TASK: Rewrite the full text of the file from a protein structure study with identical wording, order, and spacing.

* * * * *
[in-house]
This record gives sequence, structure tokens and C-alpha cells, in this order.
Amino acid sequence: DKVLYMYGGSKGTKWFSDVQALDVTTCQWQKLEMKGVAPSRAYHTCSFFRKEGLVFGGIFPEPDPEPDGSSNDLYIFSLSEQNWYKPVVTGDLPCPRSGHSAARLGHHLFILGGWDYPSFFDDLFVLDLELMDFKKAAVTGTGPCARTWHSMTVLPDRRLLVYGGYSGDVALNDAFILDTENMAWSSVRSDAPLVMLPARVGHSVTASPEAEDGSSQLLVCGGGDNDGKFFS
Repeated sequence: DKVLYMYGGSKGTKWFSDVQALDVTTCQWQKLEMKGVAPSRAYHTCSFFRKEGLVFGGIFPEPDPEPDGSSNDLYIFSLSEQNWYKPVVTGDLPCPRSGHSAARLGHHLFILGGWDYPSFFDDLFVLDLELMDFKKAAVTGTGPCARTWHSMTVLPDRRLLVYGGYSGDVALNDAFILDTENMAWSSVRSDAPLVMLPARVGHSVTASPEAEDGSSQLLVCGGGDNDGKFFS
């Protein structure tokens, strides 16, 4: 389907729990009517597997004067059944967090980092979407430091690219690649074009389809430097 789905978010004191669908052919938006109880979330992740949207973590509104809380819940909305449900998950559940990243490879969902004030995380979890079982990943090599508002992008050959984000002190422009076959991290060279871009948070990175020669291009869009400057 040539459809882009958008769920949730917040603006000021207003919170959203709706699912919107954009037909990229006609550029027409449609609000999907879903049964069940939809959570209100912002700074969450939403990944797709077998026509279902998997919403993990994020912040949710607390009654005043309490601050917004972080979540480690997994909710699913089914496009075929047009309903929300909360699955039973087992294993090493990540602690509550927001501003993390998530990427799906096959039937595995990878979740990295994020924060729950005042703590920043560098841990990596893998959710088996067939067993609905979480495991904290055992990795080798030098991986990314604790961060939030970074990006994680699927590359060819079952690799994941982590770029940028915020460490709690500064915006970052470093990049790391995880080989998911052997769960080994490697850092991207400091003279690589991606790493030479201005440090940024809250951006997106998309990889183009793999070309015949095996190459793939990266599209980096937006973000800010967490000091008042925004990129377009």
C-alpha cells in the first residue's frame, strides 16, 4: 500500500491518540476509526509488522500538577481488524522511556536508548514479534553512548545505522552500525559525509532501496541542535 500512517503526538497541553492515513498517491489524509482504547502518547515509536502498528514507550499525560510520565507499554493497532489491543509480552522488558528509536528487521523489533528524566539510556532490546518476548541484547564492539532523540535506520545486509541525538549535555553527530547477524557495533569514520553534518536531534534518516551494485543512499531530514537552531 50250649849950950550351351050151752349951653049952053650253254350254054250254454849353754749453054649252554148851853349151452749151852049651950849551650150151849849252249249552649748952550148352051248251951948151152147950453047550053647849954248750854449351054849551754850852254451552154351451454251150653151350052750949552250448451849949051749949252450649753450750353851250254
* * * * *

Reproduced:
[in-house]
This record gives sequence, structure tokens and C-alpha cells, in this order.
Amino acid sequence: DKVLYMYGGSKGTKWFSDVQALDVTTCQWQKLEMKGVAPSRAYHTCSFFRKEGLVFGGIFPEPDPEPDGSSNDLYIFSLSEQNWYKPVVTGDLPCPRSGHSAARLGHHLFILGGWDYPSFFDDLFVLDLELMDFKKAAVTGTGPCARTWHSMTVLPDRRLLVYGGYSGDVALNDAFILDTENMAWSSVRSDAPLVMLPARVGHSVTASPEAEDGSSQLLVCGGGDNDGKFFS
Repeated sequence: DKVLYMYGGSKGTKWFSDVQALDVTTCQWQKLEMKGVAPSRAYHTCSFFRKEGLVFGGIFPEPDPEPDGSSNDLYIFSLSEQNWYKPVVTGDLPCPRSGHSAARLGHHLFILGGWDYPSFFDDLFVLDLELMDFKKAAVTGTGPCARTWHSMTVLPDRRLLVYGGYSGDVALNDAFILDTENMAWSSVRSDAPLVMLPARVGHSVTASPEAEDGSSQLLVCGGGDNDGKFFS
């Protein structure tokens, strides 16, 4: 389907729990009517597997004067059944967090980092979407430091690219690649074009389809430097 789905978010004191669908052919938006109880979330992740949207973590509104809380819940909305449900998950559940990243490879969902004030995380979890079982990943090599508002992008050959984000002190422009076959991290060279871009948070990175020669291009869009400057 040539459809882009958008769920949730917040603006000021207003919170959203709706699912919107954009037909990229006609550029027409449609609000999907879903049964069940939809959570209100912002700074969450939403990944797709077998026509279902998997919403993990994020912040949710607390009654005043309490601050917004972080979540480690997994909710699913089914496009075929047009309903929300909360699955039973087992294993090493990540602690509550927001501003993390998530990427799906096959039937595995990878979740990295994020924060729950005042703590920043560098841990990596893998959710088996067939067993609905979480495991904290055992990795080798030098991986990314604790961060939030970074990006994680699927590359060819079952690799994941982590770029940028915020460490709690500064915006970052470093990049790391995880080989998911052997769960080994490697850092991207400091003279690589991606790493030479201005440090940024809250951006997106998309990889183009793999070309015949095996190459793939990266599209980096937006973000800010967490000091008042925004990129377009």
C-alpha cells in the first residue's frame, strides 16, 4: 500500500491518540476509526509488522500538577481488524522511556536508548514479534553512548545505522552500525559525509532501496541542535 500512517503526538497541553492515513498517491489524509482504547502518547515509536502498528514507550499525560510520565507499554493497532489491543509480552522488558528509536528487521523489533528524566539510556532490546518476548541484547564492539532523540535506520545486509541525538549535555553527530547477524557495533569514520553534518536531534534518516551494485543512499531530514537552531 50250649849950950550351351050151752349951653049952053650253254350254054250254454849353754749453054649252554148851853349151452749151852049651950849551650150151849849252249249552649748952550148352051248251951948151152147950453047550053647849954248750854449351054849551754850852254451552154351451454251150653151350052750949552250448451849949051749949252450649753450750353851250254